Pubdate: Fri, 22 Jul 2005
Source: Minneapolis Star-Tribune (MN)
Copyright: 2005 Star Tribune
Author: Tom Angell


Rep. John Kline is wrong when he characterizes the law that strips 
financial aid from students with drug convictions as "an incentive for 
students to seek help" (Letters from readers, July 21).

While it is true that the law does allow some students to get their aid 
back if they take a qualified drug treatment program, many students find 
that private counseling is sometimes more expensive than college tuition 

Does Kline really think that all students caught with a marijuana cigarette 
should be kicked out of college until they undergo an expensive treatment 

Kline rightly wants to help students getting financial aid to make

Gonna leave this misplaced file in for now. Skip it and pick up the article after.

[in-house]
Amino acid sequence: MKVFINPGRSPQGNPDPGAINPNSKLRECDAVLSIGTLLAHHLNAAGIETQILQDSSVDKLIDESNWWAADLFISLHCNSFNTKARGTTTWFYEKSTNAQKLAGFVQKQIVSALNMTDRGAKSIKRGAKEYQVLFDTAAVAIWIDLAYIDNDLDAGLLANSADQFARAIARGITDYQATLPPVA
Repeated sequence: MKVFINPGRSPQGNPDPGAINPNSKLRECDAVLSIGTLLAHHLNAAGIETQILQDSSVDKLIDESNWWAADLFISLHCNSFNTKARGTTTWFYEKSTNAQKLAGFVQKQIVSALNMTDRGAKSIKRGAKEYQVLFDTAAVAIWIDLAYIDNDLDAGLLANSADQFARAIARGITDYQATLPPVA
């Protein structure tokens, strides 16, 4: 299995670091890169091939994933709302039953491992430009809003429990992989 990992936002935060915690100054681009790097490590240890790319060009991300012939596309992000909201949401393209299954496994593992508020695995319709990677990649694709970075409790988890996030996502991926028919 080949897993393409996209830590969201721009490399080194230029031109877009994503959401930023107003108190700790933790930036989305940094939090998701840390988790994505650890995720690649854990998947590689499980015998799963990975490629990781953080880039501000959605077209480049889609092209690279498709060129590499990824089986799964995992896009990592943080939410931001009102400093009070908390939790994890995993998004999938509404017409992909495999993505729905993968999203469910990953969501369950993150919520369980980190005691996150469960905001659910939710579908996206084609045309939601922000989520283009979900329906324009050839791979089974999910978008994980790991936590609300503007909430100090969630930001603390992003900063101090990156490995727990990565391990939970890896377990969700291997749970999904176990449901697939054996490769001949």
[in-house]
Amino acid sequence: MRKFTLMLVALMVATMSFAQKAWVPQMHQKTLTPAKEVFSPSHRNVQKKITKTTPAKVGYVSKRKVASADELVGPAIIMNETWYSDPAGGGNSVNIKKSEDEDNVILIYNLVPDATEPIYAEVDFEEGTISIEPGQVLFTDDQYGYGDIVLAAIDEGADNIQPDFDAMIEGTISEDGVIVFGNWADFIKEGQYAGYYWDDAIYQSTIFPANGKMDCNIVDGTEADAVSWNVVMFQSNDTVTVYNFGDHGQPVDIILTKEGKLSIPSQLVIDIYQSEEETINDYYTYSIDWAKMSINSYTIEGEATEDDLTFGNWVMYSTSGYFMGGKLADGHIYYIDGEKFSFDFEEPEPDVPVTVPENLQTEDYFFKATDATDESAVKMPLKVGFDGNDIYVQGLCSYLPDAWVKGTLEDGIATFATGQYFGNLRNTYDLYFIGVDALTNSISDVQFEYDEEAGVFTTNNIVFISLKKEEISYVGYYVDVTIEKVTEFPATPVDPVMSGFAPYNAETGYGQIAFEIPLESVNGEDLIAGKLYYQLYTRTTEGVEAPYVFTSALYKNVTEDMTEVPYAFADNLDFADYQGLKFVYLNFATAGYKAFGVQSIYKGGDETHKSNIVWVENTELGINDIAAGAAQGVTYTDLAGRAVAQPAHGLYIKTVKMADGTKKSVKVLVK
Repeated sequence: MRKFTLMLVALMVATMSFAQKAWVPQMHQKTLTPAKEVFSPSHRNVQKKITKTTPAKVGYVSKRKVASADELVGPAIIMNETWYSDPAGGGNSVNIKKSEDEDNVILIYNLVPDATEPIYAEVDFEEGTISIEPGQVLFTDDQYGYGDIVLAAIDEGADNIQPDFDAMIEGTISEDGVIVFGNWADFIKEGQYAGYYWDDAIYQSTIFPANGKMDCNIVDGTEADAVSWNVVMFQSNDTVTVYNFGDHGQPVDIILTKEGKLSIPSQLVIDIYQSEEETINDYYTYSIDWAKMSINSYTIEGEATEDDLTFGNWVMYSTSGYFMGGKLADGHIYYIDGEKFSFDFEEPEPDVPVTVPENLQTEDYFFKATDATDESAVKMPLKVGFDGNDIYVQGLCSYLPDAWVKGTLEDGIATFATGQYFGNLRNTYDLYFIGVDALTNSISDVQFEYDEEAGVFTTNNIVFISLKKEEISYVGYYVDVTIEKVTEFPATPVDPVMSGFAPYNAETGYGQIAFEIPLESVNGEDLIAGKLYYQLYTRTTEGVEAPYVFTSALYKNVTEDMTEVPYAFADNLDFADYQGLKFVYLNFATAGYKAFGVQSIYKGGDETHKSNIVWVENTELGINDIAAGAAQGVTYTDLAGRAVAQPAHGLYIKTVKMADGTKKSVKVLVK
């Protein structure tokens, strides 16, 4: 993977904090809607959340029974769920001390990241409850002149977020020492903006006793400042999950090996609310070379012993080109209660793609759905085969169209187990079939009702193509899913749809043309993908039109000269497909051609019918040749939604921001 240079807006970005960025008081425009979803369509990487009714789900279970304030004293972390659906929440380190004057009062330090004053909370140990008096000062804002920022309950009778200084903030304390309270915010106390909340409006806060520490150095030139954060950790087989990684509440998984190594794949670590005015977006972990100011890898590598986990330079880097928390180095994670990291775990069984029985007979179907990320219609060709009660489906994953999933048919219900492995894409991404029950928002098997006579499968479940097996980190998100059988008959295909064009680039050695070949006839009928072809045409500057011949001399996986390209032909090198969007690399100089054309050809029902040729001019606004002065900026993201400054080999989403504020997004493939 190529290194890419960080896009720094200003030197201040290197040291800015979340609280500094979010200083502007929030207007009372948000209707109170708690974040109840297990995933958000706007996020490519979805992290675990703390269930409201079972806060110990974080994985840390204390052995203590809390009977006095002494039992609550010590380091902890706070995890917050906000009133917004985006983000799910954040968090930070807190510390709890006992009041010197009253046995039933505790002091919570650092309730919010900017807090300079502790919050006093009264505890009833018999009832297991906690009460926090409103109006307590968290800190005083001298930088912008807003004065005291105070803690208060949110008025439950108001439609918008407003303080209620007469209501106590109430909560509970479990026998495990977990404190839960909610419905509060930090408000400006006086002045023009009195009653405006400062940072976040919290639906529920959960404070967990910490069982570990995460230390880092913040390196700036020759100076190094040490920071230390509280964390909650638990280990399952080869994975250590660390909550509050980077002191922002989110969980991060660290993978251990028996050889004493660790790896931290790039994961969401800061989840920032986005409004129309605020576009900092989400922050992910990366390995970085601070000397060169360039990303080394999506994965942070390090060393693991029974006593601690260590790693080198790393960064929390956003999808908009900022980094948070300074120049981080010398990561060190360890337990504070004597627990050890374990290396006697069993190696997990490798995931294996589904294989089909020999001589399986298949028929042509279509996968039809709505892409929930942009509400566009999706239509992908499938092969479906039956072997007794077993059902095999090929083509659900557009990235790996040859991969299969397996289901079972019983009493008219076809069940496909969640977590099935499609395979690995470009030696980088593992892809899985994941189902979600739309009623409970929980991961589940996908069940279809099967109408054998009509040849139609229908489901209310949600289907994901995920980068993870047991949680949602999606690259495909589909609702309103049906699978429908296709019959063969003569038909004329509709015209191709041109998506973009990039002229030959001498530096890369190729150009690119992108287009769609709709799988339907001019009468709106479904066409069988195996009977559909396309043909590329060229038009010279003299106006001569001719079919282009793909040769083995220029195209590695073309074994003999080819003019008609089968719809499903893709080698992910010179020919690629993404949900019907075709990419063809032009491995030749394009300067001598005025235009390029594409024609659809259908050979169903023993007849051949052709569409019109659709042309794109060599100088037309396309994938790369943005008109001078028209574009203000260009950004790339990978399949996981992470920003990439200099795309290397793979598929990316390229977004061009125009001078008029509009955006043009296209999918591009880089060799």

"responsible choices" and to make sure they don't waste their time and 
money on drugs. But federal financial aid already has an effective 
provision to make sure students are getting the most out of college.

It's called grades. If their GPA falls below a certain point, students lose 
access to financial aid anyway. It's not smart to deny college access as a 
means to reducing drug abuse.

The financial aid ban is not a deterrent to drug use; it's a deterrent to 
education and recovery. It should be repealed in its entirety.

Tom Angell, Washington, D.C.;

communications director,

Students for Sensible Drug Policy.
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MAP posted-by: Jay Bergstrom